Printing Your Self-published Book: Which printer should I choose? (Part 2)

Last week, Trish Romanchuk, the Book Division Manager at Blitzprint, talked about Print on Demand (POD) printers. This week, she will continute her comparison of the different kinds of printers by discussing Short Run POD printers.

Heeeeeeeeere’s Trish Tidbit #3!

If you are printing between 25 and 1,000 books, your best fit is a company like Blitzprint. We are called short run POD printers. In this quantity range, we are still printing books digitally. Don’t let that scare you. I can’t speak for other companies, but I can for Blitzprint and we have some pretty amazing machines that produce some of the most beautiful colors and printing that I have ever seen.

This is definitely the sweet spot for most self-published authors because they can get usable quantities at reasonable prices and in a reasonable timeline. At Blitzprint, our standard timeline is 12-20 business days after proof approval, plus shipping time.

The quantity sweet spot for printing with a short run POD printer is usually between 100 and 500 books. This is where you will notice your cost per unit going down the most when you add books. Every time you add a book to the quantity of your order, your price per unit will go down. Depending on how many books you add to your order, that price reduction could be a couple of cents (if you decide you want 101 books instead of 100 books) to a dollar or more (500 books instead of 100).

Offset printers (which will be the subject of the Trish’s next Tidbit) have something called price break points (which will also be explained).

Also, short run POD printers don’t need, or even want, your book to come to us in signatures.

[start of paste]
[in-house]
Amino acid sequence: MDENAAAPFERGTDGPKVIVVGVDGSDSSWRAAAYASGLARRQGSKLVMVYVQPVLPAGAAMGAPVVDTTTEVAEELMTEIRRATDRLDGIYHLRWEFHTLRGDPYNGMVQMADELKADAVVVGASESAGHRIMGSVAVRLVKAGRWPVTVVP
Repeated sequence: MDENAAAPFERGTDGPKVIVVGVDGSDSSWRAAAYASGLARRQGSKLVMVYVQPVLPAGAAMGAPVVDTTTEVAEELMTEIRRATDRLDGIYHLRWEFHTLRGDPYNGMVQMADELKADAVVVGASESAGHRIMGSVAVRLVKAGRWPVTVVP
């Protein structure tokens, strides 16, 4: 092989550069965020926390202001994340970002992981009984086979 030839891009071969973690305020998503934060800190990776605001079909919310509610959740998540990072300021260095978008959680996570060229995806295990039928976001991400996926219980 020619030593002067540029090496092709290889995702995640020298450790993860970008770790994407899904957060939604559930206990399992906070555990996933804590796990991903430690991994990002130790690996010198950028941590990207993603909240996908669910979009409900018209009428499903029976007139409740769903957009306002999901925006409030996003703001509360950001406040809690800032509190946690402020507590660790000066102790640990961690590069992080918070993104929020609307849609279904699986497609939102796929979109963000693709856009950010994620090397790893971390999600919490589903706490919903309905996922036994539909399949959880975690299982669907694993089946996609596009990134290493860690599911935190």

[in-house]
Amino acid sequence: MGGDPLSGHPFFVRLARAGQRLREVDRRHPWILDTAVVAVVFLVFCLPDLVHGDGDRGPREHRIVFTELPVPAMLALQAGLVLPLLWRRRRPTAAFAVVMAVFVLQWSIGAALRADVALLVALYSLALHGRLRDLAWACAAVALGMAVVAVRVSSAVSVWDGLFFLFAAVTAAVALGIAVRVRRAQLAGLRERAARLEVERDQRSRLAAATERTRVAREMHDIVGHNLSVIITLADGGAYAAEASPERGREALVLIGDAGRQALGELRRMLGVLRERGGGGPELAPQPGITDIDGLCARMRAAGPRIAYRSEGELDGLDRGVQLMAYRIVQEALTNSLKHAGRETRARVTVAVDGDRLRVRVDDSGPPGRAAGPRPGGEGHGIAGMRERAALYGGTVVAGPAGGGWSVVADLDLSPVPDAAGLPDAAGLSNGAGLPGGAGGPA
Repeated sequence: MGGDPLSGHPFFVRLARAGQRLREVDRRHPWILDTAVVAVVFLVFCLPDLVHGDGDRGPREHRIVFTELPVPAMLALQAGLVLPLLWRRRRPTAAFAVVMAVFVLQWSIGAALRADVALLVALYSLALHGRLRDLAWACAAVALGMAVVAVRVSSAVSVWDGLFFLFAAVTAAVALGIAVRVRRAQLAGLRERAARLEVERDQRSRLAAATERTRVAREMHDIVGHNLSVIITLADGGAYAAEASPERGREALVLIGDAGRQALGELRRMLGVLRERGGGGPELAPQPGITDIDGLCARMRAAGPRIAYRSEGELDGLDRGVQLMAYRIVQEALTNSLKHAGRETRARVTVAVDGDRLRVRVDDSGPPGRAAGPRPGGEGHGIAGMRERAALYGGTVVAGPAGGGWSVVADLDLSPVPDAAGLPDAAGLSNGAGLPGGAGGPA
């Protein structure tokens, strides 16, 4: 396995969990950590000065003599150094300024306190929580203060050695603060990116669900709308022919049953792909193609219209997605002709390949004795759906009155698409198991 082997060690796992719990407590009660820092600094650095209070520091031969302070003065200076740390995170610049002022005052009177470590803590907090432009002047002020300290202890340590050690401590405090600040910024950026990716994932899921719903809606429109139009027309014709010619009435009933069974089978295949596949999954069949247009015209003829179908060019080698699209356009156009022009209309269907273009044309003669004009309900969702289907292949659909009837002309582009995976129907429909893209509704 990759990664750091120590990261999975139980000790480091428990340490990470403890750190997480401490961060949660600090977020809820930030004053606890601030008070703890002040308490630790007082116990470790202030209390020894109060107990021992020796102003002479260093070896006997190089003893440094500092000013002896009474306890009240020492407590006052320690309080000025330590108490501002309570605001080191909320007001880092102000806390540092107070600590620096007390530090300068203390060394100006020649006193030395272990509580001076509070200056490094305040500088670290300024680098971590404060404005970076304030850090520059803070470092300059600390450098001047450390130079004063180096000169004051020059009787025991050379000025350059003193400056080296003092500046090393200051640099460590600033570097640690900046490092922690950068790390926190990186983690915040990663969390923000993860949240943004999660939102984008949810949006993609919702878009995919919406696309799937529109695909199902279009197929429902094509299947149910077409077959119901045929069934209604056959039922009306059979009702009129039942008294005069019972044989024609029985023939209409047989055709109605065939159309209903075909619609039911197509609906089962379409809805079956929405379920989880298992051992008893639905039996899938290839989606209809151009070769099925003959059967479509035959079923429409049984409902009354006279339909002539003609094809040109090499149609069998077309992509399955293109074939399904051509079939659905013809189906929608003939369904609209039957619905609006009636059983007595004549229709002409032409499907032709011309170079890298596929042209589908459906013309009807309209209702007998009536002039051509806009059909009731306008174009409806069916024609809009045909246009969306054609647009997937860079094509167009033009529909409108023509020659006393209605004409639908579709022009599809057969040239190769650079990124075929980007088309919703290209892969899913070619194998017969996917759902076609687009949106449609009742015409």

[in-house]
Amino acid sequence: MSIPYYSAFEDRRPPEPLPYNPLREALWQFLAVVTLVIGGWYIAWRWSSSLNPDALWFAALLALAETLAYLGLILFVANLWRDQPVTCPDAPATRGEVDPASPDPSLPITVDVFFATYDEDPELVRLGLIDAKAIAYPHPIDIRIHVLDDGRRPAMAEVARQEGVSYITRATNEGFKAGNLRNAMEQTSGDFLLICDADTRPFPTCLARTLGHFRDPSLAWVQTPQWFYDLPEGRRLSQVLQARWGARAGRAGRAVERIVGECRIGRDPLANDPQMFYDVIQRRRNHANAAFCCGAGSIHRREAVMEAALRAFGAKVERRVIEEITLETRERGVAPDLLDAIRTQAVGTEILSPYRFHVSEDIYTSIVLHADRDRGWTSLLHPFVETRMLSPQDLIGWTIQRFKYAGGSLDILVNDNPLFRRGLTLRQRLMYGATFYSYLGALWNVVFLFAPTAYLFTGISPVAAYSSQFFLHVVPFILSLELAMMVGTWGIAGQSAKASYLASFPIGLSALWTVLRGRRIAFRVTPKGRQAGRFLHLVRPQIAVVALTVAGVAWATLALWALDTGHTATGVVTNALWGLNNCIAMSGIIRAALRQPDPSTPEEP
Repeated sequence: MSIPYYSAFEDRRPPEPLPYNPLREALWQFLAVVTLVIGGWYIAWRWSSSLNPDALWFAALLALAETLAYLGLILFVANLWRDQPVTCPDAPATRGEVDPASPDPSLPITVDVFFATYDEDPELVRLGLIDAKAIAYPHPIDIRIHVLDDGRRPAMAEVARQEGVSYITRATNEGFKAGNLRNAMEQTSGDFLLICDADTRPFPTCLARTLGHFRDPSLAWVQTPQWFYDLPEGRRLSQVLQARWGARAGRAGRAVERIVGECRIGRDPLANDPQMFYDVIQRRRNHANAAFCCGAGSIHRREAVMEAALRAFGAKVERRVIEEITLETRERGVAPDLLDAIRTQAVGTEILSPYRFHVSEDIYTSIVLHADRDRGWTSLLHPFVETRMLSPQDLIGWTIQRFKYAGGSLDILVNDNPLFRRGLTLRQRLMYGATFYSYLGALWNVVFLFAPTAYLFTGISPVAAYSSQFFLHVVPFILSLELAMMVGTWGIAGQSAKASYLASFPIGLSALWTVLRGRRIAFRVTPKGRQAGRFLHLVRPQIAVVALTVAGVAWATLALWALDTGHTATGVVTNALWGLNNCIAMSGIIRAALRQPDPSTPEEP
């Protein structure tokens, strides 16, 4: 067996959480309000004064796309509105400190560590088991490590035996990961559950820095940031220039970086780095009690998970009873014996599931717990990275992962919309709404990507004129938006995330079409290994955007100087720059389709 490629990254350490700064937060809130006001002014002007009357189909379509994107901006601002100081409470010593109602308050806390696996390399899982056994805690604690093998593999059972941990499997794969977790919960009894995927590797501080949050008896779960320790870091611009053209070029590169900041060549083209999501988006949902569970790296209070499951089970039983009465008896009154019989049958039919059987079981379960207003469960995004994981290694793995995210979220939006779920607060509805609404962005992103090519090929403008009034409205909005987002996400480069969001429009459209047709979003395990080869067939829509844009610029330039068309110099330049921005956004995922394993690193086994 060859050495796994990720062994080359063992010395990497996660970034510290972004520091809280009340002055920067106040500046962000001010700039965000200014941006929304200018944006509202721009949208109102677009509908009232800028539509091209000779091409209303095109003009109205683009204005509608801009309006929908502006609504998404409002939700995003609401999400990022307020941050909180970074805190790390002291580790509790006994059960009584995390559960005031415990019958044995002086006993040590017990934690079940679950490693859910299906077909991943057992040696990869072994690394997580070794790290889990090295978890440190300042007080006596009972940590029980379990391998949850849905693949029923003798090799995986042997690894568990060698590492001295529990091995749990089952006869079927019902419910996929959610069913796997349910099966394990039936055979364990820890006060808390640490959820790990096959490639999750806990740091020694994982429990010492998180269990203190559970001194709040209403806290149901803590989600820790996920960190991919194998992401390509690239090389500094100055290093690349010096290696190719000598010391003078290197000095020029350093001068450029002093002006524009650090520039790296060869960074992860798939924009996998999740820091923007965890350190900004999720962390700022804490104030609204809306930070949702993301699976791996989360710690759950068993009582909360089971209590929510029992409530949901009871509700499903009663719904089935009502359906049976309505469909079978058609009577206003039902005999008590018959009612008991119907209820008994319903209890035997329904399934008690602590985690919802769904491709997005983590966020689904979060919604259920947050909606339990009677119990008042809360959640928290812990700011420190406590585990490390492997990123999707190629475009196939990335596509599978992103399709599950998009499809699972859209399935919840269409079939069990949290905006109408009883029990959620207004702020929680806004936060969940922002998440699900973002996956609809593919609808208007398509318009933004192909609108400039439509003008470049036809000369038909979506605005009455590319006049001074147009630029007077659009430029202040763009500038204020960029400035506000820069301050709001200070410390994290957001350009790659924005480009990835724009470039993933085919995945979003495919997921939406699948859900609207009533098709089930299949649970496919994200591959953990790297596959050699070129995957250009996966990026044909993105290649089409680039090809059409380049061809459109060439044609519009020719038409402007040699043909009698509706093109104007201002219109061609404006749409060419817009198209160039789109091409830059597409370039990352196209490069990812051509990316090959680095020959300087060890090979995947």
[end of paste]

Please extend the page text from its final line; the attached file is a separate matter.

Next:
What is a signature?

According to the dictionary, signatures are “a large sheet printed with four or a multiple of four pages that, when folded, become a section of a book.” (This isn’t always the case, however, as sometimes it is not necessary for them to be folded.)

Basically, a signature is a group of sheets that have four pages printed on them and then are put together to make a book. Let’s use a magazine as an example. A magazine is saddle stitched (stapled in the center). When you read the magazine, you see the pages side by side in correct numerical order. If you take the magazine apart, however, you will see that page 1 is directly beside the last page and page 2 is beside the second last page and so on. In order for them to be printed like that, they had to arrive at the printers in signatures.

Blitzprint doesn’t print like that. We print the pages in one ups. In a one up, pages 1 and 2 back on to each other, but are not attached to any other pages. This means that, if you decide you want your book to be perfect bound (glued), we will be able to print it, as long as there are an even number of pages.

Trish Romanchuk is the manager of the book division for Blitzprint Inc. For more information on their book printing products and services, please visit their website, www.blitzprint.com or contact Trish directly at trish@blitzprint.com.

Advertisements
This entry was posted in Self-publishing and tagged , , , , , , , , , . Bookmark the permalink.

Leave a Reply

Fill in your details below or click an icon to log in:

WordPress.com Logo

You are commenting using your WordPress.com account. Log Out / Change )

Twitter picture

You are commenting using your Twitter account. Log Out / Change )

Facebook photo

You are commenting using your Facebook account. Log Out / Change )

Google+ photo

You are commenting using your Google+ account. Log Out / Change )

Connecting to %s